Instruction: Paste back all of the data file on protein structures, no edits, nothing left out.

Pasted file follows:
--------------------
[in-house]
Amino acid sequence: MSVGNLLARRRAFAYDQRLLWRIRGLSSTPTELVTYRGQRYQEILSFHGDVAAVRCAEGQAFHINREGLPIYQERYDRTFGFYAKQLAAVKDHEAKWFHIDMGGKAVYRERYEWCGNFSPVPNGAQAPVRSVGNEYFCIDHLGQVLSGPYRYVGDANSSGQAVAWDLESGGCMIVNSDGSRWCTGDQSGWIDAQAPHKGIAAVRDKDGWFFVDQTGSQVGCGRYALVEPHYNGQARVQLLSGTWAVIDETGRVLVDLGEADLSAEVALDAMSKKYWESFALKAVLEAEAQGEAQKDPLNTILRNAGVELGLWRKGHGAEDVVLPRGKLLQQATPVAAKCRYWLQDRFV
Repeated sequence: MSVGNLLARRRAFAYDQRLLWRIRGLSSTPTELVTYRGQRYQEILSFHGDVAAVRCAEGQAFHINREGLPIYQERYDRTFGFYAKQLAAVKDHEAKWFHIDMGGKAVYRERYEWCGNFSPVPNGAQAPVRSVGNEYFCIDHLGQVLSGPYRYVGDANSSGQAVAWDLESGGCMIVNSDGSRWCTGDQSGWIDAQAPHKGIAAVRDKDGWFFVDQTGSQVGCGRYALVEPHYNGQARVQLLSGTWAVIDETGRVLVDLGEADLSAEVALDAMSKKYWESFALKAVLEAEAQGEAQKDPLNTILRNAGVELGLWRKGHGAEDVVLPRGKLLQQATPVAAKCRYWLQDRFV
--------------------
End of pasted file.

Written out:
[in-house]
Amino acid sequence: MSVGNLLARRRAFAYDQRLLWRIRGLSSTPTELVTYRGQRYQEILSFHGDVAAVRCAEGQAFHINREGLPIYQERYDRTFGFYAKQLAAVKDHEAKWFHIDMGGKAVYRERYEWCGNFSPVPNGAQAPVRSVGNEYFCIDHLGQVLSGPYRYVGDANSSGQAVAWDLESGGCMIVNSDGSRWCTGDQSGWIDAQAPHKGIAAVRDKDGWFFVDQTGSQVGCGRYALVEPHYNGQARVQLLSGTWAVIDETGRVLVDLGEADLSAEVALDAMSKKYWESFALKAVLEAEAQGEAQKDPLNTILRNAGVELGLWRKGHGAEDVVLPRGKLLQQATPVAAKCRYWLQDRFV
Repeated sequence: MSVGNLLARRRAFAYDQRLLWRIRGLSSTPTELVTYRGQRYQEILSFHGDVAAVRCAEGQAFHINREGLPIYQERYDRTFGFYAKQLAAVKDHEAKWFHIDMGGKAVYRERYEWCGNFSPVPNGAQAPVRSVGNEYFCIDHLGQVLSGPYRYVGDANSSGQAVAWDLESGGCMIVNSDGSRWCTGDQSGWIDAQAPHKGIAAVRDKDGWFFVDQTGSQVGCGRYALVEPHYNGQARVQLLSGTWAVIDETGRVLVDLGEADLSAEVALDAMSKKYWESFALKAVLEAEAQGEAQKDPLNTILRNAGVELGLWRKGHGAEDVVLPRGKLLQQATPVAAKCRYWLQDRFV